There are lots of places to say what you want elsewhere. But here I am the editor, and I am not going to publish comments which will sabotage our discussion. I am going to cater to the requests of those who respect this blog and wish to further the discussion, not those who wish to delay it.

Inflammatory statements are quite obviously inappropriate in a useful discussion. Additionally, keep in mind that science is not built around the pillars of completely free and unrestrained speech, as Brian pointed out. If it was, Nature and Science would have to publish absolutely every submission they received, whether or not it was correct or legitimate. In the real world, however, if a study were to make unusual claims without appropriate evidence or citation, it would go right out the window.

You can say whatever you want. But if it’s inflammatory or lacks citations, and you try to publish it here, don’t complain if it gets deleted.

(Making up all those moderation-worthy comments was kind of fun, though!)

Update: RealClimate has a great quote which sums up my feelings on this issue:

“Comments that accuse as of bad faith, fraud and dishonesty are not ways to move forward any conversation – how can you have a dialog with people who don’t believe a word you say? We choose to try and create a space for genuine conversation, which means weeding out the trolls and the noise. This is an imperfect process, but the alternative is a free-for-all that quickly deteriorates into a food fight. There are plenty of places to indulge in that kind of crap. There are only a few places where it’s not and we are not embarrassed to try to make this site one of them.”


Background information is important.

This is what I was thinking while I was reading “The Twenty Three (and Growing) Smoking Guns of Global Warming” on the Heartland Institute website, while researching for quotes to use in my post A Well-Documented Strategy. The introduction reads,

“Before you read this essay, I ask you to forget everything you have learned about global warming…..Your job is to review the study with unbiased eyes, and grade the project based upon how sound the science is in supporting the conclusion.”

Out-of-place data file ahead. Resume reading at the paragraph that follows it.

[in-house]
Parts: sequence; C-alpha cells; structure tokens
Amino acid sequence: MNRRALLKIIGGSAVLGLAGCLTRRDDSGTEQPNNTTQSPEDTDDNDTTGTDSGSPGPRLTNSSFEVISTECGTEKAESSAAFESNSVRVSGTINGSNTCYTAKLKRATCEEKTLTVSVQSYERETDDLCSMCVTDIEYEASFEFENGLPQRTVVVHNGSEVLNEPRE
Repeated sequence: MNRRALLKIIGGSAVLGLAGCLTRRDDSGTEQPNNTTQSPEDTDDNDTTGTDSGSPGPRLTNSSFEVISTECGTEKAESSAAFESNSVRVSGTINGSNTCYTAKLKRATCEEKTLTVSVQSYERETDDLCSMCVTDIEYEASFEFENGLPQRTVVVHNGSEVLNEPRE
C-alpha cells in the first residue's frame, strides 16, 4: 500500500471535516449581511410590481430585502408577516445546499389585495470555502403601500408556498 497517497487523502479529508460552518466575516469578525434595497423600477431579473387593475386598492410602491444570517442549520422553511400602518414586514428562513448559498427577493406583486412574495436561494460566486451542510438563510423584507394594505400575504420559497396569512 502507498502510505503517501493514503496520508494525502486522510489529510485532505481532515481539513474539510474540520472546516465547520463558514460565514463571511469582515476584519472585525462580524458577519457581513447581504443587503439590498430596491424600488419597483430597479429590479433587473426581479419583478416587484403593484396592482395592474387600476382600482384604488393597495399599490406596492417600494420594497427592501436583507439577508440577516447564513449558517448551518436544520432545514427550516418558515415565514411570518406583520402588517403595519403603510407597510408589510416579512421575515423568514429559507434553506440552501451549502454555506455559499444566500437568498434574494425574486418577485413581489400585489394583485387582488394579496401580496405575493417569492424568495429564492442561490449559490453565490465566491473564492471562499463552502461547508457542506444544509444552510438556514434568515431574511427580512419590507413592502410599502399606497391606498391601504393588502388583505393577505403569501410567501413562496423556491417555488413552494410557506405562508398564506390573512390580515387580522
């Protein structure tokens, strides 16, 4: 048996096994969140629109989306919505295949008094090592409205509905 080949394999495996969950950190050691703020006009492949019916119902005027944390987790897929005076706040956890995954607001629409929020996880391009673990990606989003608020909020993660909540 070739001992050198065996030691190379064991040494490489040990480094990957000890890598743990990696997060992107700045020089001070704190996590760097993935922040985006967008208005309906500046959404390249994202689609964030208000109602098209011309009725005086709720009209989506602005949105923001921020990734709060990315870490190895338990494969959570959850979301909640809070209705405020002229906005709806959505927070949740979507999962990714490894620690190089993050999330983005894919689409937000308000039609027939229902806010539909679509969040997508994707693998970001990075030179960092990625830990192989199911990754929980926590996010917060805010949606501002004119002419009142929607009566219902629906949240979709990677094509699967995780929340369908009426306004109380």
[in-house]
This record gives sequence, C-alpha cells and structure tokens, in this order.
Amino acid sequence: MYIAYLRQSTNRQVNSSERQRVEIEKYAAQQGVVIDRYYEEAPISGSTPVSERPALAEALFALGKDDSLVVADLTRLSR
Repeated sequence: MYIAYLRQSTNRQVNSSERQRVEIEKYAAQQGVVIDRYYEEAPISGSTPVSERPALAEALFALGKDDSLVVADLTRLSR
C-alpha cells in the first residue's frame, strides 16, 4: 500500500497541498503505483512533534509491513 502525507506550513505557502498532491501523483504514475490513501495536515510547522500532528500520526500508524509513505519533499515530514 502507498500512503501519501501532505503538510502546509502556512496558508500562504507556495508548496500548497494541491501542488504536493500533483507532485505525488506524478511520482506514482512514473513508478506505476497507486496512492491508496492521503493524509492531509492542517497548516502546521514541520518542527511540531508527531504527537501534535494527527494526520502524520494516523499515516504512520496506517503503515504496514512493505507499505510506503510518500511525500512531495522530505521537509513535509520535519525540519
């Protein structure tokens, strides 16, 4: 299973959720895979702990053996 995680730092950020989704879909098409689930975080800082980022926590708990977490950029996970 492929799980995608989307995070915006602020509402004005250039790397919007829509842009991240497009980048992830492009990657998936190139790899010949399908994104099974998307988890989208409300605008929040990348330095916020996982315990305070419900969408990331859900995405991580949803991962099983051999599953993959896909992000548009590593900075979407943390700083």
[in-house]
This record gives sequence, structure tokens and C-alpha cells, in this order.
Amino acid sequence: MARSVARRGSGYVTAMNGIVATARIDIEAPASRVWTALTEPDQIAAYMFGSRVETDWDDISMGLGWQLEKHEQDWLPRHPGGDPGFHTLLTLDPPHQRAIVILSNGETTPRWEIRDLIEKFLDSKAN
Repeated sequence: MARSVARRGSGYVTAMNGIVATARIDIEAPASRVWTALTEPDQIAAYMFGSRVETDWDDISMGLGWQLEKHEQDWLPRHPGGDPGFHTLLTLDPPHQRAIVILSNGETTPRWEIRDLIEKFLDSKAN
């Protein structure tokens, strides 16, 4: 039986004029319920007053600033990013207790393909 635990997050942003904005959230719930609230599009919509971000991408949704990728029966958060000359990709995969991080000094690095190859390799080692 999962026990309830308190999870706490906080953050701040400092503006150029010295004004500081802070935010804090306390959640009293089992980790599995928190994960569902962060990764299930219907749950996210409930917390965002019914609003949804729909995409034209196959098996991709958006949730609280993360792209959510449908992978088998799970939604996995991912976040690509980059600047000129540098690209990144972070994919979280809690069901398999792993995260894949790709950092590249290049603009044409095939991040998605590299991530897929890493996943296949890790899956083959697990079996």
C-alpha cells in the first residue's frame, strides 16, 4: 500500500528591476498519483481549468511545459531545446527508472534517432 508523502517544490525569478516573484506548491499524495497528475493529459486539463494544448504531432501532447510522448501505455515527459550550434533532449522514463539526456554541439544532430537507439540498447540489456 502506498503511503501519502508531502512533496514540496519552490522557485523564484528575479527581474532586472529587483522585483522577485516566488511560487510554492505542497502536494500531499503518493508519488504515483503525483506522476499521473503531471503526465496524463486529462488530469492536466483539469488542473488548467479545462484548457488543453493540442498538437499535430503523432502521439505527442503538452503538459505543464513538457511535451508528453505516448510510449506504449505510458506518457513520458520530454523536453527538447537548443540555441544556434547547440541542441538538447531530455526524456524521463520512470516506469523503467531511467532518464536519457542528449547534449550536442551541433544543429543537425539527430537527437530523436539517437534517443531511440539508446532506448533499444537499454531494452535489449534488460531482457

Robert Wagner, the author, seems to equate background information and expertise with bias, as “[climatologists’] funding depends on carbon being the cause of global warming.” He does not trust climatologists, or any sort of expert in this issue, as their salary seemingly depends on AGW.

If you read the article while “forgetting everything you have learned about global warming”, it has an internal logical flow. If you rely upon your background information and expertise – even if you’re not a scientist, just a nerdy volunteer blogger like me – their conclusions fall apart.

This is most obvious when the article pulls out the old “CO2 lags Temperature” crock. It makes perfect sense – how can carbon change temperature if it’s actually the other way around? – until you read a little further into other sources.

Then they go on about Christy’s satellite data. Which seems to support their conclusion, until you find out that it’s been discredited multiple times and Christy has now retracted his data.

They have a throwback to the early days of climatology when everyone believed that the bands of radiation CO2 absorbed overlapped so much with water vapour that extra CO2 wouldn’t make a difference. They phrase this in a way that makes it seem like this is the current theory.

They take the correction that GISS made, where 1934, not 1998, was found to be the warmest year in the US, and conveniently remove “in the US”, implying that 1934 was the warmest year globally.